Audiobus: Use your music apps together.

What is Audiobus?Audiobus is an award-winning music app for iPhone and iPad which lets you use your other music apps together. Chain effects on your favourite synth, run the output of apps or Audio Units into an app like GarageBand or Loopy, or select a different audio interface output for each app. Route MIDI between apps — drive a synth from a MIDI sequencer, or add an arpeggiator to your MIDI keyboard — or sync with your external MIDI gear. And control your entire setup from a MIDI controller.

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Audiobus is the app that makes the rest of your setup better.

Atom 2 orchestrated by Senode (iPad only)

Here is an AUM session that I put together over the last week or so which demonstrates the use of Senode (iPad only) as an Atom 2 orchestrator:

https://github.com/MisplacedDevelopment/AtomArranger
(Uploaded to GitHub to save Michael some bandwidth :smile: )

See the PDF file linked from the GitHub page for more detail.

I used the project as an opportunity to learn a bit more about the MIDI controller side of Loopy Pro and so there is also a little menu thing in there designed in Loopy Pro.

The other 'interesting' part is some StreamByter code which injects record MIDI messages into Atom to try and simulate continuous recording when switching between clips.

It has not been heavily tested and there may be some gremlins lurking inside the recording functionality.

Any questions/suggestions etc, add them here. I am going back to making music now that I have got this out of my system so I can't guarantee that I'll do any more work on this in the near future but feel free to either suggest changes or make them yourself and contribute back.

I hope this AUM session, or some component part of it, is useful to someone.

Comments

  • Very impressive!

  • Thanks @tk32! I did think of how useful your great Atom 2 docs were when I was considering whether or not to bother writing some documentation for this :smile:

    Despite saying I was not going to add anything else in the near future, espiegel123 helped me understand how to get Loopy Pro widgets to react to incoming MIDI so I implemented a "REC status" view in v1.1 which lets you see which Atom instances are set to record without needing to open StreamByter (the 8 red oblongs in the top right of the image below):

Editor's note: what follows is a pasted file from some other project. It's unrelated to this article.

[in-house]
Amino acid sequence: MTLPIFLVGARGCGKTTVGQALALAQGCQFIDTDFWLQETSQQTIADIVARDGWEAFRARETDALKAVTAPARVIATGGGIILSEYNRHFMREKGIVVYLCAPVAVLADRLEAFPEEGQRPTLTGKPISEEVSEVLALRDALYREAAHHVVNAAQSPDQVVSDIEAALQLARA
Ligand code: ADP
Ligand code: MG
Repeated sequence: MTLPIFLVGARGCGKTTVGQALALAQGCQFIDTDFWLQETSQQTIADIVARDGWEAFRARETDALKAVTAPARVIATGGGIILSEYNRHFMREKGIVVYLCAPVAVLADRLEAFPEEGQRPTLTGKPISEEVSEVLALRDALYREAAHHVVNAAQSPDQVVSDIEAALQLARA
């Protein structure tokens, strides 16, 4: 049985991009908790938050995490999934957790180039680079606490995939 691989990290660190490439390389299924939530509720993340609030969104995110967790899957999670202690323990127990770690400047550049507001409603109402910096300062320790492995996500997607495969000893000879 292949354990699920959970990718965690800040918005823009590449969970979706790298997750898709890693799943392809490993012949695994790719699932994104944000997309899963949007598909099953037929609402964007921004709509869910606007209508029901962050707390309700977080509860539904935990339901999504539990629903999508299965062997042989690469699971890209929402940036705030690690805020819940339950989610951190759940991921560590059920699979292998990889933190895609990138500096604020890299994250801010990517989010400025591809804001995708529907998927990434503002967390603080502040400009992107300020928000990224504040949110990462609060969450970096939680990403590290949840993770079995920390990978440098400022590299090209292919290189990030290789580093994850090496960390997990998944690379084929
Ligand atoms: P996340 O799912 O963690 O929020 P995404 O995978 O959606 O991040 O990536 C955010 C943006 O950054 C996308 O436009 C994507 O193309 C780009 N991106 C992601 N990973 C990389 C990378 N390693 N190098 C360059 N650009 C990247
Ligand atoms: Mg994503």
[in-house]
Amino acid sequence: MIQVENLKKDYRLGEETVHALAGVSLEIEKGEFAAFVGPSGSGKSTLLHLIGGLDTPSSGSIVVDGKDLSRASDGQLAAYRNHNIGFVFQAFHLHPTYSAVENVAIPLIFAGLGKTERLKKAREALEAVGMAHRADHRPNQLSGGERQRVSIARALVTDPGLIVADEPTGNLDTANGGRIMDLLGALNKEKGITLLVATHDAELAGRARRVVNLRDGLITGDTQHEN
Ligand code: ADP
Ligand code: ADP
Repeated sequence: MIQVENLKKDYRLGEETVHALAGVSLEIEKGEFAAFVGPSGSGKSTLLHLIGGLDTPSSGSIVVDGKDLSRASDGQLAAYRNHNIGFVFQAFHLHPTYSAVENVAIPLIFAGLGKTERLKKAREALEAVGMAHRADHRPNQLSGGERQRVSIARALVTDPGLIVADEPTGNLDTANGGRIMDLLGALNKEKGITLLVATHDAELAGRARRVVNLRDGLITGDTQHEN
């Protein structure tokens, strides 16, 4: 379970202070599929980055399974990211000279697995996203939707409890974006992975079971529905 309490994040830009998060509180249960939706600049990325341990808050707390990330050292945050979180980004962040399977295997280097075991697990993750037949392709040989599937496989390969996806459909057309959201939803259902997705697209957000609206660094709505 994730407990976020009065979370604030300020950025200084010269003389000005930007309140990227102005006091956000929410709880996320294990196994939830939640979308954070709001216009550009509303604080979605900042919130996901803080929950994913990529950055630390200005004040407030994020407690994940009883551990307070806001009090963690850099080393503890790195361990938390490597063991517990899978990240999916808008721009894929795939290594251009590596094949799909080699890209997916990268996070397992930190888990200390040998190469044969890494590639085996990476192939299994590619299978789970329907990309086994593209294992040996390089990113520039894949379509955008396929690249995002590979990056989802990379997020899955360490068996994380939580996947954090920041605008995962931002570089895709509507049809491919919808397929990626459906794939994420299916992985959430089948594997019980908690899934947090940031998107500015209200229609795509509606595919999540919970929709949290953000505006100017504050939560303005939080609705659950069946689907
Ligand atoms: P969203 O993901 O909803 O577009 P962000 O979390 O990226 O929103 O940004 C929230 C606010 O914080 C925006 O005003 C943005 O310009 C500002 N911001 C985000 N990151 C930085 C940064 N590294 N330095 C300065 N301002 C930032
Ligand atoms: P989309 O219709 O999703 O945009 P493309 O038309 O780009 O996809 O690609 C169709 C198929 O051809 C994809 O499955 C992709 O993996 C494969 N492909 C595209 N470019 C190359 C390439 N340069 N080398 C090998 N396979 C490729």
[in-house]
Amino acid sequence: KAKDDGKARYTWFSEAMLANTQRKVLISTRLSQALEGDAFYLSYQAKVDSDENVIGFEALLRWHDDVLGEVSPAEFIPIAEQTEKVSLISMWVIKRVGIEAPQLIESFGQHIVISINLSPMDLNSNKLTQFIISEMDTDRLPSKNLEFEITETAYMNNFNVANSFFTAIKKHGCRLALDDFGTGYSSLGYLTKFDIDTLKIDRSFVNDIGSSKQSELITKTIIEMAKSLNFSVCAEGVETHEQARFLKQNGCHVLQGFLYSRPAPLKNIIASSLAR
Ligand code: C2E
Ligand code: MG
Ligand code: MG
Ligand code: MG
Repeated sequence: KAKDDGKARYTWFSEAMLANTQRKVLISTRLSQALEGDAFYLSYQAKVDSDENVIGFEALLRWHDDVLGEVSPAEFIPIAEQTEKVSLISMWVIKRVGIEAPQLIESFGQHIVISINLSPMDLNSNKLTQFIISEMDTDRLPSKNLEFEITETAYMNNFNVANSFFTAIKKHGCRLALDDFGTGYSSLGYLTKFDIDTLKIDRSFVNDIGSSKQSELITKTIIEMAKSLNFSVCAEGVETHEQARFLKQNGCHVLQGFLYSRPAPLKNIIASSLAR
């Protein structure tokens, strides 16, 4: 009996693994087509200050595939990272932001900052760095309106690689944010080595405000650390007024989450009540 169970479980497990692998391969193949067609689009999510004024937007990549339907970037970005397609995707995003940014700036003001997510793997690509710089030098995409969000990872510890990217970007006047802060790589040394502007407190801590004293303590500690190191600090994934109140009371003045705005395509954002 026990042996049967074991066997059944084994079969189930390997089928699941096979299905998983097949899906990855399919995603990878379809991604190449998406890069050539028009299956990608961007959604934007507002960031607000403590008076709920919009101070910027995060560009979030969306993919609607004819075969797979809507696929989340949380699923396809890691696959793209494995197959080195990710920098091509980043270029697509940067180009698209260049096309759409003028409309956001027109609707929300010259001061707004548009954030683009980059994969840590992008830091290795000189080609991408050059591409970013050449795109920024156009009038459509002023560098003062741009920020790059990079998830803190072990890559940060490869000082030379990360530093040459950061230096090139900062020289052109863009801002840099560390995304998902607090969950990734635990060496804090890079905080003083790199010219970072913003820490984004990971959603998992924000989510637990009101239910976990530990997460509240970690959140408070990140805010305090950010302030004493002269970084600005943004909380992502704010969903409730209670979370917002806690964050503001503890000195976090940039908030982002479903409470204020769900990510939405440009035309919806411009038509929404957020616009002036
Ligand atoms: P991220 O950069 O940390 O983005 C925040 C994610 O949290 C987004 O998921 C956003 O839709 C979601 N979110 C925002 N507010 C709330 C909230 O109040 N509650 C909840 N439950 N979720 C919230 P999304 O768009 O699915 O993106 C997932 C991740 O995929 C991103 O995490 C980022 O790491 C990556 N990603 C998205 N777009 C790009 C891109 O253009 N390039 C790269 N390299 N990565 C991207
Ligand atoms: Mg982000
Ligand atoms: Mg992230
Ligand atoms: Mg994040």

• After watching all of those great videos today on using Scaler 2, the first thing I thought after using it properly for the first time was “hey, this might also work as a decent Atom arranger”. I may well be broken.

    It does actually seem to work to drive Atom in the same way I was using Senode. You just need to use the individual trigger MIDI notes (0, 2, 4, 6 etc) to trigger each Atom instance from the sequencer/pad menu and make sure the MIDI channel in Scaler is set to the target track number. One advantage over Senode is that you can easily repeat parts and also add in rests where necessary. I expect you will also be able to define triggers longer than 16 bars, which was the Senode limit. It is a shame you can’t manually name each pad as that would have made it easier to see which pads correspond to the different Pxx Atom instances.

    I’ll take a closer look tomorrow and update the session if it is worth pursuing further.

  • I have added two new AUM sessions that include a set of wired-up Scaler instances that will by default run through each Atom instance in order. You can long press the Txx button at the top left of the Track Window to bring up the Scaler instance for that track.

    The main downside to Scaler is that I don’t think you can have it start at an arbitrary point in a pattern so the whole song starts again if you restart the transport. With Senode you can set the song to start at any node, meaning that you don’t have to sit through N bars to get to the part you are interested in. Perhaps better for final arrangement purposes…

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